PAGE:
As operating cash flow was not sufficient enough to finance sustaining and growth capital investments, the firm used proceeds from Revolving Credit Facilities. To be fair, debt was its key source of funds. In 2017 and 2016, it also issued equity. So, OAS used primarily non-operating sources of cash, and that is another essential flaw I noticed. Indeed, no dividend payments could be considered, as the company has to generate a cash surplus at first place and only then ponder an option to return cash to shareholders; using borrowed funds to cover DPS is value-destructive.

The bad news is that even its adjusted EPS, which was positive in 2018 and equaled $0.26, will likely fall in 2019; analysts expect it to decline by ~31%. Without the improvement of net CFFO margin or sizeable cutting of capex, it will likely remain without cash surplus. At the same time, analysts anticipate quick earnings recovery in the 2020s and forecast EPS to double from 2021 to 2023. That makes the stock worth considering for the GARP-focused investors with a long term horizon.

However, the silver lining is that Oasis's capital structure has been ameliorated since 2014 when it had cyclopean debt and Debt/Equity ratio of 1.42. Net worth ultimately overlapped total debt in 2016 and now is higher than total borrowings. At the moment, the total debt/LTM EBITDA is ~1.9x. Nevertheless, the company has only $15.4 million in cash & cash equivalents. So, I reckon that it would likely not engage in any M&A activity buying smaller companies, as it merely has no funds to follow this path. Also, using borrowed money to finance an acquisition will jeopardize the balance sheet robustness.


As far as Oasis is loss-making (on a GAAP basis), earnings yield is irrelevant and useless. FCF yield is also unavailable due to gargantuan capital investment needs of the company. According to Seeking Alpha Essential data, debt-adjusted earnings yield (EBIT/EV) of OAS is above the sector median; sector EV/EBIT is 12.78x, while OAS trades at 11.96x. Yet, its Forward EV/EBIT based on analysts' projections is well above the sector median and equals 16.3x. So, the stock does not look like genuinely undervalued.

I have also picked the following Oasis's closest peers (regarding market cap and revenue) to compare their P/S and P/B ratios:

  1. Gulfport Energy (GPOR)
  2. Laredo Petroleum (LPI)
  3. PDC Energy (PDCE)
  4. Range Resources (RRC)
  5. Whiting Petroleum (WLL)
  6. Parsley Energy (PE)

Chart Data by YCharts

In the cohort of comparables, Oasis looks reasonably valued.

Chart Data by YCharts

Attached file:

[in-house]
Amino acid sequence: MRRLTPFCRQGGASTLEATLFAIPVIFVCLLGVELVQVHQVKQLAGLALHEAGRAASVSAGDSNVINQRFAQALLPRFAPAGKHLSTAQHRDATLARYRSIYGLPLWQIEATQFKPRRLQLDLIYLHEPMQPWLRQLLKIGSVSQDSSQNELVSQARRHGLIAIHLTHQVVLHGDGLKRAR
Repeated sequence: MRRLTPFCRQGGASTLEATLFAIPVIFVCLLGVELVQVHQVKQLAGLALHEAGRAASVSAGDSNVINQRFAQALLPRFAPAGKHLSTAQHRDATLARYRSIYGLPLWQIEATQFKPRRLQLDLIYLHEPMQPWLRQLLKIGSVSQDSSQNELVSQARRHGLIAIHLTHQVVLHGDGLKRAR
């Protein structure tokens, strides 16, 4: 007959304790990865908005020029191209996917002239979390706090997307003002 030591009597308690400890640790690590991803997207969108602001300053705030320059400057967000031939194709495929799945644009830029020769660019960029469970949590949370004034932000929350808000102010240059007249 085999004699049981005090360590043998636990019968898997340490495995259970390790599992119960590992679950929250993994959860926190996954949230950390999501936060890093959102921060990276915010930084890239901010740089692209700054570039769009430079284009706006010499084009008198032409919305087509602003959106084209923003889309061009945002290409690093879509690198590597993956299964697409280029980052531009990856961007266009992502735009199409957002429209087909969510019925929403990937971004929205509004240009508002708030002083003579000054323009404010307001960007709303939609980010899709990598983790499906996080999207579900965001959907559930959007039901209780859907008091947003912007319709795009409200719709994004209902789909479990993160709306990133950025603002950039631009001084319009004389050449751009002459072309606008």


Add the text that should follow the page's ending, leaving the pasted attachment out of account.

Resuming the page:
P/B of 0.5x certainly undervalues the company, but that is due to the apparent market's cautiousness provoked by negative FCF. Also, in the peer group, minuscule P/Net Worth ratios are a regular practice. For instance, Gulfport Energy (which has a positive GAAP profit but negative levered FCF) deals at virtually bargain level. So, in my view, OAS is imperfectly priced compared to the broad market (median P/B of 1.8x) but reasonably valued compared to its US-focused E&P peers.


In sum, Oasis Petroleum has been aggressively growing, but it was barely FCF-positive. As market capitalization plummeted ~10x in 2014-2019, the market seems to be extremely skeptical about that strategy. Now, its revenue growth prospects are not spectacular, and the firm has to adjust capital allocation plan to show a cash surplus. The stock is not dividend-paying and will likely remain such in the medium term. At least, if the company will not figure out how to cut capex without serious harm for the revenue growth or prop up operating cash flow margin.

The essential catalyst for the share price is WTI dynamics; onerous oil market swings could leave OAS with even less inspiring cash flow. However, in 1H19, the stock has not precisely reflected the gyrations of the benchmark and lagged behind it. So, the oil market sentiment is important, but the improvement of the cash flow statement is also vital to restore investor confidence.Chart

Data by YCharts

Extended OPEC+ production curbs provide a robust catalyst for WTI and Brent rally. At the same time, global economic growth remains uncertain, given the unsettled trade tensions between the US and China. German chemicals giant BASF (OTCQX:BASFY) has recently issued a profit warning slashing 2019 EBITDA forecast. The company blamed a trade dispute. As far as chemicals giant face headwinds, global demand for feedstock used in petrochemicals production might be hurt. Summarizing all of the above, I rate the stock as "Hold."

Disclosure: I/we have no positions in any stocks mentioned, and no plans to initiate any positions within the next 72 hours. I wrote this article myself, and it expresses my own opinions. I am not receiving compensation for it (other than from Seeking Alpha). I have no business relationship with any company whose stock is mentioned in this article.